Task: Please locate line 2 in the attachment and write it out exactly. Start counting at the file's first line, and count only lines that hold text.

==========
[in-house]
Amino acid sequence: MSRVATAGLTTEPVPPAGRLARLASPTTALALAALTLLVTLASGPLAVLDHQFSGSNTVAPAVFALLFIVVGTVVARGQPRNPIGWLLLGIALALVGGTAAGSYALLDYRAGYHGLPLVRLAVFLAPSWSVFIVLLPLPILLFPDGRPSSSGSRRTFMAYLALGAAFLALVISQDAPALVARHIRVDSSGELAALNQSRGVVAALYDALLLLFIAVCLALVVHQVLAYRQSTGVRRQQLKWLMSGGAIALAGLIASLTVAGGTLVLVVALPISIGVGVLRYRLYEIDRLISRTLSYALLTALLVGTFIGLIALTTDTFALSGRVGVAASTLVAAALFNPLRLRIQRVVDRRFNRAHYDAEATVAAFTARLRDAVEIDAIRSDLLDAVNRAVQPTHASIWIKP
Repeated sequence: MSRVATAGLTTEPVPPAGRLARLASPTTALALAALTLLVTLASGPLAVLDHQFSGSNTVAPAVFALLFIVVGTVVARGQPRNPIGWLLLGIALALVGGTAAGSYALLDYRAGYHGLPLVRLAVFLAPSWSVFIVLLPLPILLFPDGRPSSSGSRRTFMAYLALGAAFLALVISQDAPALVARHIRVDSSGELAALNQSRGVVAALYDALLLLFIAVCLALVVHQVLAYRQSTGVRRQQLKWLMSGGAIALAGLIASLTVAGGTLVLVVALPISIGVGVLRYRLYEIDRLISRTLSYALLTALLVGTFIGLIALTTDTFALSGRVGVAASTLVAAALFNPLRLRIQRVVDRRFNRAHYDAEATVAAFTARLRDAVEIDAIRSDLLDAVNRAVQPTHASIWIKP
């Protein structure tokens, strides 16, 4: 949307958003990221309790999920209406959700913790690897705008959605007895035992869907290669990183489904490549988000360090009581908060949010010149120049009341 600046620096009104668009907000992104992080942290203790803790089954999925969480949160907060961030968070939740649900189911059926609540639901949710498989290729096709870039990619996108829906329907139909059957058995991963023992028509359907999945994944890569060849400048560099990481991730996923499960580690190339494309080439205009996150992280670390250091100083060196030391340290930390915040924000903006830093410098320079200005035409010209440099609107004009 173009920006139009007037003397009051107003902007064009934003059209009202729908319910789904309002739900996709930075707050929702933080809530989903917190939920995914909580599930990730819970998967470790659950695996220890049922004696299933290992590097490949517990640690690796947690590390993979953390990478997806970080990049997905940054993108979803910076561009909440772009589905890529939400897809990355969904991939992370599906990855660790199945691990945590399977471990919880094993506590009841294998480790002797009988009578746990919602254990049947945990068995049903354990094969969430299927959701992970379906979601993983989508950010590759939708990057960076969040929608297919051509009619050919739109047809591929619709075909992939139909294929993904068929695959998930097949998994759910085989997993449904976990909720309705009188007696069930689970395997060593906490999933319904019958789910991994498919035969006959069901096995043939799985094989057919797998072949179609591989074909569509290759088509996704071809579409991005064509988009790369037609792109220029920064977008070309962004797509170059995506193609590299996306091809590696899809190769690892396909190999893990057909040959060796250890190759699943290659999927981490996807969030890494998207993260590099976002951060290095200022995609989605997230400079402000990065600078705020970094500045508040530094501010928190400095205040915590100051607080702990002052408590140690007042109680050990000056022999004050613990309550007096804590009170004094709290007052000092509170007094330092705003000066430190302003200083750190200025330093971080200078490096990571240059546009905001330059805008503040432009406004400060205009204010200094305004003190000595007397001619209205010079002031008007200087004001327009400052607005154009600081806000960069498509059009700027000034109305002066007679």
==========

Amino acid sequence: MSRVATAGLTTEPVPPAGRLARLASPTTALALAALTLLVTLASGPLAVLDHQFSGSNTVAPAVFALLFIVVGTVVARGQPRNPIGWLLLGIALALVGGTAAGSYALLDYRAGYHGLPLVRLAVFLAPSWSVFIVLLPLPILLFPDGRPSSSGSRRTFMAYLALGAAFLALVISQDAPALVARHIRVDSSGELAALNQSRGVVAALYDALLLLFIAVCLALVVHQVLAYRQSTGVRRQQLKWLMSGGAIALAGLIASLTVAGGTLVLVVALPISIGVGVLRYRLYEIDRLISRTLSYALLTALLVGTFIGLIALTTDTFALSGRVGVAASTLVAAALFNPLRLRIQRVVDRRFNRAHYDAEATVAAFTARLRDAVEIDAIRSDLLDAVNRAVQPTHASIWIKP